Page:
If labor has any countervailing power (via corporate governance such as co-determination, or contractual arrangements, or labor laws), the potential conflict of interests may delay, dilute, or lead companies to abandon the necessary swift and decisive action. Negative consequences of the net zero transition in companies may make the workforce unwilling and resistant to climate action to a certain degree (see Vona 2019), at least in the absence of any concessions for the labor. The reasons include direct negative impacts for the employees, poor understanding of climate change and cognitive biases, and collective action problems.
A “just” transition?
A relatively frictionless transition that serves the interests of the shareholders and environment but also employees can be possible if the distributional consequences of the net zero transition for the latter are addressed. This has been called ‘just transition’, a term originally coined by the unions, but later adopted generally, including in the preamble of the Paris Agreement, to refer to the support to be provided to those who stand to lose economically in the decarbonization of economy.
Different actors at various levels can contribute to just transition. For companies, this encompasses entering a social dialogue with workers, reskilling and retaining them, creating decent jobs and ensuring a social floor for those who are retrenched (see Smith 2017). Enel, for example, engaged in a major transformation of its business in line with its climate goals, affecting more than 68.000 workers. Through social dialogue and a just transition framework that includes retention, redeployment, reskilling and early retirement of elderly workers, all affected workers have found new jobs or retired.
Although ‘just’ recalls the idea of equity and fairness, it may actually reflect a Coasian bargaining between rational value-maximizers to solve a material conflict. As stated above, if managers want to decarbonize the company in line with the shareholder value or shareholder welfare (which should also include the green (non-financial) preferences) but labor has countervailing power, this can create a situation where managers need give labor some concessions (a Coasian bribe) which may involve material adaptation benefits for the workforce (as enumerated above in the Enel’s case).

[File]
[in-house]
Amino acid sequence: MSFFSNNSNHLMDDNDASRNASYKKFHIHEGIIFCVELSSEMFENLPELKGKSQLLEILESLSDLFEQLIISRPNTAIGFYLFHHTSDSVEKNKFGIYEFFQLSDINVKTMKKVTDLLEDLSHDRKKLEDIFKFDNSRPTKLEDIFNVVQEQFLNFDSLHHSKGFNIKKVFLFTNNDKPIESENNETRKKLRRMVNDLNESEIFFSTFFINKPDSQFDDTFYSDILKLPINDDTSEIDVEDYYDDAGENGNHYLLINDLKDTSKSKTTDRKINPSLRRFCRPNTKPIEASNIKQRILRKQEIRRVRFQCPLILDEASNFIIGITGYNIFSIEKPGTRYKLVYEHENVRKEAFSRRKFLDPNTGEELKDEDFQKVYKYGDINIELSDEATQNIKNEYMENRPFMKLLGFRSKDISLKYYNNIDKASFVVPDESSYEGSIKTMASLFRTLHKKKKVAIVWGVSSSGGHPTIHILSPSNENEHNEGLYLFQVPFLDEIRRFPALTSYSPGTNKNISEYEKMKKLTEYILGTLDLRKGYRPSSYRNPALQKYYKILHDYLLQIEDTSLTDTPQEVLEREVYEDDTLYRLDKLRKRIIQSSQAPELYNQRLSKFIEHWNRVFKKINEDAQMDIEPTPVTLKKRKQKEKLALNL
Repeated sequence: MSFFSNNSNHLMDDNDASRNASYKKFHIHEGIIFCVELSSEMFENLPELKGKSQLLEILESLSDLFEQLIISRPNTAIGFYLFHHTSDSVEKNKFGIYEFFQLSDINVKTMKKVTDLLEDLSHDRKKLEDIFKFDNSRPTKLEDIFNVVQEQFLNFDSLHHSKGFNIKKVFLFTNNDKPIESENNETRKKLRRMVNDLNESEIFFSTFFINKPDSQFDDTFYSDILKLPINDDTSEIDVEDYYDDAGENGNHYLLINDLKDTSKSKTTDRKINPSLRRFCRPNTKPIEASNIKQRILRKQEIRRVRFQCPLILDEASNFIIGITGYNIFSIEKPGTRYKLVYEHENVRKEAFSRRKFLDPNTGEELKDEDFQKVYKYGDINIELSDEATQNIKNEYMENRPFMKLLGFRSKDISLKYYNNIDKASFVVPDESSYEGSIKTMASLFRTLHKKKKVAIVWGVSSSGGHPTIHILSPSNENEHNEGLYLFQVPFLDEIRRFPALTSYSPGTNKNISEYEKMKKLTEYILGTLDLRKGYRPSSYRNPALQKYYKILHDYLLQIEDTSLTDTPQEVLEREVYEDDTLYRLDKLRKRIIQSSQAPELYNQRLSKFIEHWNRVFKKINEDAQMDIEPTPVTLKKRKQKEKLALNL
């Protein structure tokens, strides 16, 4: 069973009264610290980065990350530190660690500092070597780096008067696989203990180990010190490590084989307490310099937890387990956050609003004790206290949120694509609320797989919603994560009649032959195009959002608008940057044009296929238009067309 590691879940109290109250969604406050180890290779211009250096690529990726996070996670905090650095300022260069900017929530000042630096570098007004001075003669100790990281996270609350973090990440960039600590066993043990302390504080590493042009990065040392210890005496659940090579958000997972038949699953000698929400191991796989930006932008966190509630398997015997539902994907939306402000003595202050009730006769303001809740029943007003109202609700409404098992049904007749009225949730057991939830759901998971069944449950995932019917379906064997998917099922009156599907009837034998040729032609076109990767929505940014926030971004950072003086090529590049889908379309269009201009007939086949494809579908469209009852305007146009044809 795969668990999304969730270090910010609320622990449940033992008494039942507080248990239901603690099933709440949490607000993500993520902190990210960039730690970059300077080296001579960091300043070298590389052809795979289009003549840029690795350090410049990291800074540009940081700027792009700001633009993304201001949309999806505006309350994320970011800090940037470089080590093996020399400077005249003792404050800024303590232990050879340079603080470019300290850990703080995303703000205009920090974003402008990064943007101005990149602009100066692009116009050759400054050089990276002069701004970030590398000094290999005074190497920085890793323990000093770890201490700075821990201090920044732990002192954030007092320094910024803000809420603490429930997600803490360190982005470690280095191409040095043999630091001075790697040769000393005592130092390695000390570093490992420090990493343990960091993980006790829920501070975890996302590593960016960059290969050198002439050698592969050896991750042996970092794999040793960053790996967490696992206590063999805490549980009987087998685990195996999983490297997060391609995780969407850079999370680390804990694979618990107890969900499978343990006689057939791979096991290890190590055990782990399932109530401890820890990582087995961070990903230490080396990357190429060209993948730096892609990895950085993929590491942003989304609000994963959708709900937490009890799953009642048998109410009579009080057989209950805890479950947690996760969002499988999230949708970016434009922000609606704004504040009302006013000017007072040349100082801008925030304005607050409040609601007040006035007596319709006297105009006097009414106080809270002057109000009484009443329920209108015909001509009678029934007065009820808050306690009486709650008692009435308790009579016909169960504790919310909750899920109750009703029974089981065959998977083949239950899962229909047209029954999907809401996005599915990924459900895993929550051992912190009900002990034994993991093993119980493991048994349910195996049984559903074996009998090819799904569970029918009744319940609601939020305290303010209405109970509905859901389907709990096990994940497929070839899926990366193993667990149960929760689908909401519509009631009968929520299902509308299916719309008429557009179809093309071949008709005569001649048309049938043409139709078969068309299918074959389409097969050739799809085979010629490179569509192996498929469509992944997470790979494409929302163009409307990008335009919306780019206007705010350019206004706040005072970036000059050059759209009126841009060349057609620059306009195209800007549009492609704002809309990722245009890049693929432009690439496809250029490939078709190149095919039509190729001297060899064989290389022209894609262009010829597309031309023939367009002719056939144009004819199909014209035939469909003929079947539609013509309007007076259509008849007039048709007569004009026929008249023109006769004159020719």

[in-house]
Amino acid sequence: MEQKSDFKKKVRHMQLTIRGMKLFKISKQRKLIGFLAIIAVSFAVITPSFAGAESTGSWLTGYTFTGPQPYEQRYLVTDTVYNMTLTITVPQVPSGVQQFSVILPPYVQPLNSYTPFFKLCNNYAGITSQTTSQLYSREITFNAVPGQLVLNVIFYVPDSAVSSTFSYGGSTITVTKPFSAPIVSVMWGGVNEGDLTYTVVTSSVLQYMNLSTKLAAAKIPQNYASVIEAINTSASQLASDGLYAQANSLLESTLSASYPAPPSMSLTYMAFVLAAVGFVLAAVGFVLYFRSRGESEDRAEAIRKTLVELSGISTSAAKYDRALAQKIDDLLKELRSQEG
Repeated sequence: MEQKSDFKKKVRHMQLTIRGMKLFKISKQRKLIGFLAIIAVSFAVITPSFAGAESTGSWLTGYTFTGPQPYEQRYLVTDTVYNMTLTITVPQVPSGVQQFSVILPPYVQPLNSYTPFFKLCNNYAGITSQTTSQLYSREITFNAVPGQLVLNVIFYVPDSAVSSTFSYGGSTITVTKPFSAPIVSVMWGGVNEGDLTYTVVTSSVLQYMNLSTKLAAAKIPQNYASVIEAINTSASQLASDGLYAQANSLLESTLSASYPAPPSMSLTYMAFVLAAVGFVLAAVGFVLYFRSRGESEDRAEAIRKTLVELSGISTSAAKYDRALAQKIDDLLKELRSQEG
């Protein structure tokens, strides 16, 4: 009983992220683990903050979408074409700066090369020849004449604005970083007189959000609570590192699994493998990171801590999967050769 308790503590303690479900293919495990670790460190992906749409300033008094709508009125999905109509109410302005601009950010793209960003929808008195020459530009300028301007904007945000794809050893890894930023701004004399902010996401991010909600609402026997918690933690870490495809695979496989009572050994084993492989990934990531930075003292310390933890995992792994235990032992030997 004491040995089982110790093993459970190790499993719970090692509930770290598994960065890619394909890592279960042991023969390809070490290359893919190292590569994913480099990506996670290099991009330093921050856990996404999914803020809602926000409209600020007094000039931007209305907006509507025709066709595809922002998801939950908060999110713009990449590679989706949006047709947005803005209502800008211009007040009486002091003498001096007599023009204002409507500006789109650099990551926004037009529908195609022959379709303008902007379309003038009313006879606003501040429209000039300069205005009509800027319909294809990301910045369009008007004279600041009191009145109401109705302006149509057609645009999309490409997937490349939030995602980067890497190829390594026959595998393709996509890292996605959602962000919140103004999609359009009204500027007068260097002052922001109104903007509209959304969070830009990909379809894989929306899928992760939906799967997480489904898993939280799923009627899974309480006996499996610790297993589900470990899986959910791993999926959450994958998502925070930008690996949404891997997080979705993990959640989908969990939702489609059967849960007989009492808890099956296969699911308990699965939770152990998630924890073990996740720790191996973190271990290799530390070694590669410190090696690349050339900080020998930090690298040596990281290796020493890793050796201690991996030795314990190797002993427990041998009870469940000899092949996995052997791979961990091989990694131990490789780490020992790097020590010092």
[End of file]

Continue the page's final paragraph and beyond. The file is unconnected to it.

The role of the state as a controlling shareholder
The situation may of course be more complex than this as institutional and governance structures are different in each case. For example, the existence of a controlling shareholder, especially in the form of state, can change incentives. The state has generally incentives to address social impacts of net zero transition for various reasons, and it may address these directly in the carbon-intensive companies it controls. Given that carbon majors are often state-owned, this may be important. In doing so, however, the state may have consumed some private benefits of control at the expense of (minority) shareholders – the so-called ‘policy channelling’ (see Milhaupt & Pargendler 2018).
Still, it is possible to offer a few general observations for the sustainable corporate governance and finance initiatives and debate in terms of potential stakeholder conflicts in green transition.
Do directors’ duties matter?